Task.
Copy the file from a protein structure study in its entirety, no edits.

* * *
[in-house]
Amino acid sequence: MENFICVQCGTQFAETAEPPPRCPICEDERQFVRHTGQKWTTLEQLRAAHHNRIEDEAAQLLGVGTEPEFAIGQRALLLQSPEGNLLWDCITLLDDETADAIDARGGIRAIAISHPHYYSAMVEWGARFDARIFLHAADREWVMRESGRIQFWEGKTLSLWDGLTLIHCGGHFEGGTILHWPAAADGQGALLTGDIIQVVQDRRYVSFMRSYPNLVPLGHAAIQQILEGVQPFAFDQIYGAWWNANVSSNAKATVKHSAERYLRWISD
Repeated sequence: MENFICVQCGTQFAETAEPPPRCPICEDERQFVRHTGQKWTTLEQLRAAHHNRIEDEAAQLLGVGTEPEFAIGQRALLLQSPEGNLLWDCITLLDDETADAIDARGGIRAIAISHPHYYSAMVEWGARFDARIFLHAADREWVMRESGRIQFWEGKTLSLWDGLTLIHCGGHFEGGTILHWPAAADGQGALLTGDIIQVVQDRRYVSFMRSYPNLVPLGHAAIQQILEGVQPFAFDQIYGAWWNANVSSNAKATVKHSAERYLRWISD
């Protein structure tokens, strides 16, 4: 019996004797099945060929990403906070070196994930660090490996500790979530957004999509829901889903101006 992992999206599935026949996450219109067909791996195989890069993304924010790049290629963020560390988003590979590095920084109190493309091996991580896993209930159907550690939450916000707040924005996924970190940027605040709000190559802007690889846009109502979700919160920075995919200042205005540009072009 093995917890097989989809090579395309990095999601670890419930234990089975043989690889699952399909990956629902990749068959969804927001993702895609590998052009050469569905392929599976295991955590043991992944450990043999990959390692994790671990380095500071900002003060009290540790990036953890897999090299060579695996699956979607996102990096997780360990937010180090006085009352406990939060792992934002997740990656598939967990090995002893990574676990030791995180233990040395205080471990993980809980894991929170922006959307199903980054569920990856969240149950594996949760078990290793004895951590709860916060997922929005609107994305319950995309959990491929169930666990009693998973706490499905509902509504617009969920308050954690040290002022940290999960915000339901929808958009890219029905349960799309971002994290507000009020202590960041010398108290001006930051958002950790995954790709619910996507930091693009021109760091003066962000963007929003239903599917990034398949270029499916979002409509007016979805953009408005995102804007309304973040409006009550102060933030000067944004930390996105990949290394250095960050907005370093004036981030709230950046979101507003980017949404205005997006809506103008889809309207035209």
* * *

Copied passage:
[in-house]
Amino acid sequence: MENFICVQCGTQFAETAEPPPRCPICEDERQFVRHTGQKWTTLEQLRAAHHNRIEDEAAQLLGVGTEPEFAIGQRALLLQSPEGNLLWDCITLLDDETADAIDARGGIRAIAISHPHYYSAMVEWGARFDARIFLHAADREWVMRESGRIQFWEGKTLSLWDGLTLIHCGGHFEGGTILHWPAAADGQGALLTGDIIQVVQDRRYVSFMRSYPNLVPLGHAAIQQILEGVQPFAFDQIYGAWWNANVSSNAKATVKHSAERYLRWISD
Repeated sequence: MENFICVQCGTQFAETAEPPPRCPICEDERQFVRHTGQKWTTLEQLRAAHHNRIEDEAAQLLGVGTEPEFAIGQRALLLQSPEGNLLWDCITLLDDETADAIDARGGIRAIAISHPHYYSAMVEWGARFDARIFLHAADREWVMRESGRIQFWEGKTLSLWDGLTLIHCGGHFEGGTILHWPAAADGQGALLTGDIIQVVQDRRYVSFMRSYPNLVPLGHAAIQQILEGVQPFAFDQIYGAWWNANVSSNAKATVKHSAERYLRWISD
């Protein structure tokens, strides 16, 4: 019996004797099945060929990403906070070196994930660090490996500790979530957004999509829901889903101006 992992999206599935026949996450219109067909791996195989890069993304924010790049290629963020560390988003590979590095920084109190493309091996991580896993209930159907550690939450916000707040924005996924970190940027605040709000190559802007690889846009109502979700919160920075995919200042205005540009072009 093995917890097989989809090579395309990095999601670890419930234990089975043989690889699952399909990956629902990749068959969804927001993702895609590998052009050469569905392929599976295991955590043991992944450990043999990959390692994790671990380095500071900002003060009290540790990036953890897999090299060579695996699956979607996102990096997780360990937010180090006085009352406990939060792992934002997740990656598939967990090995002893990574676990030791995180233990040395205080471990993980809980894991929170922006959307199903980054569920990856969240149950594996949760078990290793004895951590709860916060997922929005609107994305319950995309959990491929169930666990009693998973706490499905509902509504617009969920308050954690040290002022940290999960915000339901929808958009890219029905349960799309971002994290507000009020202590960041010398108290001006930051958002950790995954790709619910996507930091693009021109760091003066962000963007929003239903599917990034398949270029499916979002409509007016979805953009408005995102804007309304973040409006009550102060933030000067944004930390996105990949290394250095960050907005370093004036981030709230950046979101507003980017949404205005997006809506103008889809309207035209």